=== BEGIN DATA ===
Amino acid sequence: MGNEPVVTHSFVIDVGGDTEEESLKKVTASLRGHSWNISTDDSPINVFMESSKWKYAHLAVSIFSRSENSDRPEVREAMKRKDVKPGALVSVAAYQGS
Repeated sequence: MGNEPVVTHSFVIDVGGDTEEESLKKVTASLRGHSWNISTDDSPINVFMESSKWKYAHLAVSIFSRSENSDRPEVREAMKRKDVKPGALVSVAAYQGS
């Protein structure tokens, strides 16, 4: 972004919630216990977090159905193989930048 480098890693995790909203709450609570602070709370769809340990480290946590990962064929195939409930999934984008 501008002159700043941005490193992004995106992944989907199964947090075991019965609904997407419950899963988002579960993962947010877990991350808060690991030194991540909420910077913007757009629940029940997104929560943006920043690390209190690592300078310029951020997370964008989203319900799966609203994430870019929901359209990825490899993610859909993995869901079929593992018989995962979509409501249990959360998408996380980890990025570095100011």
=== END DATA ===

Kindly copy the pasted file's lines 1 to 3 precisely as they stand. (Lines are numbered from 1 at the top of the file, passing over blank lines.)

Amino acid sequence: MGNEPVVTHSFVIDVGGDTEEESLKKVTASLRGHSWNISTDDSPINVFMESSKWKYAHLAVSIFSRSENSDRPEVREAMKRKDVKPGALVSVAAYQGS
Repeated sequence: MGNEPVVTHSFVIDVGGDTEEESLKKVTASLRGHSWNISTDDSPINVFMESSKWKYAHLAVSIFSRSENSDRPEVREAMKRKDVKPGALVSVAAYQGS
């Protein structure tokens, strides 16, 4: 972004919630216990977090159905193989930048 480098890693995790909203709450609570602070709370769809340990480290946590990962064929195939409930999934984008 501008002159700043941005490193992004995106992944989907199964947090075991019965609904997407419950899963988002579960993962947010877990991350808060690991030194991540909420910077913007757009629940029940997104929560943006920043690390209190690592300078310029951020997370964008989203319900799966609203994430870019929901359209990825490899993610859909993995869901079929593992018989995962979509409501249990959360998408996380980890990025570095100011």